FIGURE 12.13. Rheumatoid foot. The great toe is deviated laterally, and the remaining MTP joints are subluxated. Erosions are present at all of the MTP joints and the IP joint of the great toe; the other joints appear spared. Some erosions appear sclerotic, suggesting clinical quiescence.


FIGURE 12.14. Rheumatoid arthritis. Swelling of the retrocalcaneal soft tissues is present with a large erosion in the adjacent bone (arrow).


In the spine, the upper cervical spine is the only common site of involvement. As many as 70% of patients with rheumatoid arthritis are affected symptomatically at some time, and up to 85% of those with classic rheumatoid arthritis have radiographic changes at the upper cervical spine. The atlantoaxial articulation (C1–2) has a synovial joint anteriorly where the odontoid process articulates with the anterior arch of C1 and is stabilized posteriorly by the transverse ligament. A bursa is interposed between the odontoid process and the transverse ligament. Synovitis at these sites may cause erosions of the odontoid process and rupture of the transverse ligament (Figs. 12.15 and 12.16), resulting in a widened predental interval. One consequence is atlantoaxial instability, with imminent danger of quadriplegia or death. Below the level of C2, the cervical spine may be diffusely involved by joint space narrowing. Inflammatory pannus at the synovial uncovertebral joints (joints of Luschka) may extend into the intervertebral disks. The thoracic spine and lumbar spine are usually spared. Sacroiliac (SI) joint involvement is infrequent and, when present, is mild and asymmetric.


FIGURE 12.15. Rheumatoid arthritis. Atlantoaxial subluxation is present with a wide gap between the anterior arch of C1 and the odontoid process (arrow).


FIGURE 12.16. Rheumatoid arthritis. Sagittal T2-weighted MRI shows pannus (arrow) eroding the odontoid process and causing mass effect on the spinal cord.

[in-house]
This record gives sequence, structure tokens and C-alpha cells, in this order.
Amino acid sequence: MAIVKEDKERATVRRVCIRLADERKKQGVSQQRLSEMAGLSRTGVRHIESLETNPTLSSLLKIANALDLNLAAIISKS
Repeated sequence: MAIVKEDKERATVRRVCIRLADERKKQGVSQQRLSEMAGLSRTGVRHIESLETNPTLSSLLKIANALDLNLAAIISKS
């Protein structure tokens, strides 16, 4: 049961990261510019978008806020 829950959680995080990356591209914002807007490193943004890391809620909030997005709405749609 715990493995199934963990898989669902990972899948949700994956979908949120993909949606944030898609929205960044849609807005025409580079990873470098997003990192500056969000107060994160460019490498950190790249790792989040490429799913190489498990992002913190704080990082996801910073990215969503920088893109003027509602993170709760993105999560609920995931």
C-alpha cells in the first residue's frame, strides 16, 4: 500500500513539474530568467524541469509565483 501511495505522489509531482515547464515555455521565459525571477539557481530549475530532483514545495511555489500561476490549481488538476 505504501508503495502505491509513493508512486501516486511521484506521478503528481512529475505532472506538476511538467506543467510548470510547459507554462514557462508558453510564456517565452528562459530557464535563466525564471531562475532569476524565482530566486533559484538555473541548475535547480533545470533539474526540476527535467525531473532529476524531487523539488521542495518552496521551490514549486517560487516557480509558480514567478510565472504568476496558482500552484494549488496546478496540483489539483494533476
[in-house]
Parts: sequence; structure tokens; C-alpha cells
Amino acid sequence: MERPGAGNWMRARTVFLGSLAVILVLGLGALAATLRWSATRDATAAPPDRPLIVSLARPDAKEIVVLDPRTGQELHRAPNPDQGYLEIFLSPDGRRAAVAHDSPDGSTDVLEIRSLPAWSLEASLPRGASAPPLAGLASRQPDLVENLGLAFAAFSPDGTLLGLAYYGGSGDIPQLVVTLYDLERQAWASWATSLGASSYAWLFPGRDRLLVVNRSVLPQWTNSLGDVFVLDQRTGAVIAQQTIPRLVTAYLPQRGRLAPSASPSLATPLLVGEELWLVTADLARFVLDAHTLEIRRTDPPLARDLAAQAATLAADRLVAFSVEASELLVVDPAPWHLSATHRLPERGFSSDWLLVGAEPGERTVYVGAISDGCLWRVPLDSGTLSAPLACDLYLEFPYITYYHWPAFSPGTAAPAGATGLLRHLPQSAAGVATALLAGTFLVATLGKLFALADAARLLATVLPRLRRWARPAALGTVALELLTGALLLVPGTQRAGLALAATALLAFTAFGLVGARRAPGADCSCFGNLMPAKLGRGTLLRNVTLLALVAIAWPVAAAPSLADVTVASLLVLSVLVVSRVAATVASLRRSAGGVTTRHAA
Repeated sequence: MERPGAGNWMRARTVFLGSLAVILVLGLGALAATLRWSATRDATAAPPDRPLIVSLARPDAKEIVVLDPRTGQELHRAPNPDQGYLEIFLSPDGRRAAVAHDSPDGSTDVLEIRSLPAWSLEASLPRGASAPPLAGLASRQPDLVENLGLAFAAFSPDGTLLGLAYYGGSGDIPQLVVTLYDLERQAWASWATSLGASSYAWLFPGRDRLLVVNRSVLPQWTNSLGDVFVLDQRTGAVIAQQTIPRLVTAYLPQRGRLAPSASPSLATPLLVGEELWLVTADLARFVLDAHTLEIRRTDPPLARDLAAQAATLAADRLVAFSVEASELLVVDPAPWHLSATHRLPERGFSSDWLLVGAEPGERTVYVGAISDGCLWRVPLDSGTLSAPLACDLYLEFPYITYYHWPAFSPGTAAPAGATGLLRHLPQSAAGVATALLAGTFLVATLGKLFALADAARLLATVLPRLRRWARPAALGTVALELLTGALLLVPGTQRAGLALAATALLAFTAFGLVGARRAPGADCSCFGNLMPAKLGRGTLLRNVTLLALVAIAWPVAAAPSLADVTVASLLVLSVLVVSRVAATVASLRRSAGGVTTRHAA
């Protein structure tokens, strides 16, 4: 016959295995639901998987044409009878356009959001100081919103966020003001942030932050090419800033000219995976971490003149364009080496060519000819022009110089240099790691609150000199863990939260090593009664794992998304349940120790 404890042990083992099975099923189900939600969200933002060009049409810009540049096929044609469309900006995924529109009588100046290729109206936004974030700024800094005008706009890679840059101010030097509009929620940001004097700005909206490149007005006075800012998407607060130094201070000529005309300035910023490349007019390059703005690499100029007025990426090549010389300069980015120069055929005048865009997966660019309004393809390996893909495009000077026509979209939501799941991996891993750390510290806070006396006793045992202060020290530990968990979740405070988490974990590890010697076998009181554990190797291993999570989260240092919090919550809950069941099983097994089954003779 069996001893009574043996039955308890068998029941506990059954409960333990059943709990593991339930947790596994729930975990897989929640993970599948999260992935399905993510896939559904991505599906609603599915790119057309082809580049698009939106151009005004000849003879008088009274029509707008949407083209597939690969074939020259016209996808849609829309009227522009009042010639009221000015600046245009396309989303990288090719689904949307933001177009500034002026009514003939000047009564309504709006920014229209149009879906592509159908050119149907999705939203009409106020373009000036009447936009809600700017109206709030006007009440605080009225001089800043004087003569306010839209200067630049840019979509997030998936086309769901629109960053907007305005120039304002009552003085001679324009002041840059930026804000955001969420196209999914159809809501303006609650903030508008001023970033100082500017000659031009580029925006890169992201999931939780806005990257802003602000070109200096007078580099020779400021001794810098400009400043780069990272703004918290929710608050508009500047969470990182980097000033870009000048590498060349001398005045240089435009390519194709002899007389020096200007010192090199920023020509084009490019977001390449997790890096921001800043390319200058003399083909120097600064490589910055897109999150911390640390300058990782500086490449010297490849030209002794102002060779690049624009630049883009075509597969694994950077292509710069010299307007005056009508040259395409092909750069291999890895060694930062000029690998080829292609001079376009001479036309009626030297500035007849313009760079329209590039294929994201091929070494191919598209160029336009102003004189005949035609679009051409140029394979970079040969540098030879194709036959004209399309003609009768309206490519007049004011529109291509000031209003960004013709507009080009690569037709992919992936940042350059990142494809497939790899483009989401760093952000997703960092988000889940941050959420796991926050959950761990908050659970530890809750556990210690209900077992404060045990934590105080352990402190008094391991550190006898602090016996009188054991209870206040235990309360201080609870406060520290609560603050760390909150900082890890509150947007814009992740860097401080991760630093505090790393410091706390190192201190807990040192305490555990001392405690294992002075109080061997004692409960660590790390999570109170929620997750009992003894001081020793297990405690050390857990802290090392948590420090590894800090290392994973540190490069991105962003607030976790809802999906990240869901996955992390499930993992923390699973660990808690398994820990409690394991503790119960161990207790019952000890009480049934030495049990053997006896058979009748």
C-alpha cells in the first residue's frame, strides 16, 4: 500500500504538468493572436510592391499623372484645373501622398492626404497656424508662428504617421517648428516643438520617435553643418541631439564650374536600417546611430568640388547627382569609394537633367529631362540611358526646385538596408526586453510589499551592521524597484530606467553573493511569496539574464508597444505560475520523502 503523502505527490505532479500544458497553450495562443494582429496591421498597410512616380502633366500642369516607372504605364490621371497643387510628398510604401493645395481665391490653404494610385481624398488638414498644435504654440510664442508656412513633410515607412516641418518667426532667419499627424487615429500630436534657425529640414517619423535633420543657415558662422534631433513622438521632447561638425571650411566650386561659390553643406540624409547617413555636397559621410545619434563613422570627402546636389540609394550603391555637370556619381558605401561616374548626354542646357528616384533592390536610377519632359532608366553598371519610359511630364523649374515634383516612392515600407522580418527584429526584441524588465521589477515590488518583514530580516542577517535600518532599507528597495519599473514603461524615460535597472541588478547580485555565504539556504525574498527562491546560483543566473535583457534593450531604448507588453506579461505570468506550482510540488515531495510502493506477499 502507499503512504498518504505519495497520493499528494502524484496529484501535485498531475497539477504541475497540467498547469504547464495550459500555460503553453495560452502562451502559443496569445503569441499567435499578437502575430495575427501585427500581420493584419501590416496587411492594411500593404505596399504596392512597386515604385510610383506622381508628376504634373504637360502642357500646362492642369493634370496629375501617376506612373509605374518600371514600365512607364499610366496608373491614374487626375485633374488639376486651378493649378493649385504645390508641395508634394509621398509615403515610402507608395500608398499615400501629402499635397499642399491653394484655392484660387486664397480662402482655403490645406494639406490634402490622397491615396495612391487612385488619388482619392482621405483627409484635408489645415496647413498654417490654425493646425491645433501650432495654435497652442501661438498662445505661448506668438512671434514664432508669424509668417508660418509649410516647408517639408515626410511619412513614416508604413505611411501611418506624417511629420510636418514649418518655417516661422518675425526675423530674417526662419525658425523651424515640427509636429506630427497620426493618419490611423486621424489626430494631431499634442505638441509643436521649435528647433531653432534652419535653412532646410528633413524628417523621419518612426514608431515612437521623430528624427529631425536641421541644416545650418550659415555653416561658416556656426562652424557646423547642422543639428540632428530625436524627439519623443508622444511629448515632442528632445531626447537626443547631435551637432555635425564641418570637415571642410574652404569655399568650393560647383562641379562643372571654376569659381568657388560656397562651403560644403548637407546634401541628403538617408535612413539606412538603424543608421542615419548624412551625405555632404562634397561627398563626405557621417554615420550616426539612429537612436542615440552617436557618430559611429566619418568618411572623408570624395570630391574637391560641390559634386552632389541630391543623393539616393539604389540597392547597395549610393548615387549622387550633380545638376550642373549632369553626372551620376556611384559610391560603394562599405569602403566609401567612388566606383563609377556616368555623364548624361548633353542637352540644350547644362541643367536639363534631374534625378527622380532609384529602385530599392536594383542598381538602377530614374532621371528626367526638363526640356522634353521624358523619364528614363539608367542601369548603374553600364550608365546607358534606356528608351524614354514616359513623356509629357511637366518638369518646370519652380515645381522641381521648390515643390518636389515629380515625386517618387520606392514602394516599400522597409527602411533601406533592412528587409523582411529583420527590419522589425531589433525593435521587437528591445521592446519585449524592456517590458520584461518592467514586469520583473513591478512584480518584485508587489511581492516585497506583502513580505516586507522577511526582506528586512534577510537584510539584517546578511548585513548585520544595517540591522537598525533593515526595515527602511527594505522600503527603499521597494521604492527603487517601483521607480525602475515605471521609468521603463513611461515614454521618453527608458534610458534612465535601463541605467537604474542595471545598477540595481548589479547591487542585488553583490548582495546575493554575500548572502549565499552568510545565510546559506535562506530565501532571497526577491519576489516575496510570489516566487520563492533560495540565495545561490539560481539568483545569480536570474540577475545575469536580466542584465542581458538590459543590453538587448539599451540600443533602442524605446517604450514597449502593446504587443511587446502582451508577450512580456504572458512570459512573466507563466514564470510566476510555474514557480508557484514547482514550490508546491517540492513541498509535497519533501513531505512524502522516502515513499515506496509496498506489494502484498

Extra-Articular Manifestations

Extra-articular manifestations of rheumatoid arthritis include rheumatoid nodules, development of cutaneous fistulas, infections, hematologic abnormalities, vasculitis, renal disease, pulmonary disease, and cardiac complications.


Systemic Lupus Erythematosus

Systemic lupus erythematosus (SLE) is a chronic systemic disease, the pathogenesis of which is related to immune complex deposition. It is more common in women by an 8:1 ratio, and there is a component of genetic susceptibility. The fluorescent ANA test is virtually always positive at the onset of clinical disease. Manifestations in the musculoskeletal system are common and may precede other systemic manifestations by months or years. Nonerosive symmetric polyarthritis with a distribution similar to that of rheumatoid arthritis is present in 75% to 90% of patients with SLE. Early findings on radiographs are fusiform soft-tissue swelling and juxta-articular osteoporosis, but there should be no joint space narrowing or erosions. A deforming nonerosive arthropathy is also common in SLE. The hands are typically involved at the MCP and IP joints (Figs. 12.17 and 12.18). Thumb, wrist, and foot involvement are more common than shoulder and knee involvement, and 10% of patients may develop atlantoaxial subluxation. These deformities are initially reducible, and radiographs may be normal. Fixed deformities and secondary degenerative changes may develop with time. Osteonecrosis may involve the femoral head, femoral condyle, humeral head, and other sites, and commonly has a symmetric distribution. Myositis, tendon weakening and spontaneous rupture, and soft-tissue calcification are other musculoskeletal manifestations.



FIGURE 12.17. Systemic lupus erythematosus with alignment deformities. A, B: Lateral and PA radiographs show swan neck deformities of the ring and little fingers, with PIP hyperextension of the middle finger.

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Feb 9, 2017 | Posted by in MUSCULOSKELETAL IMAGING | Comments Off on Inflammatory Arthritis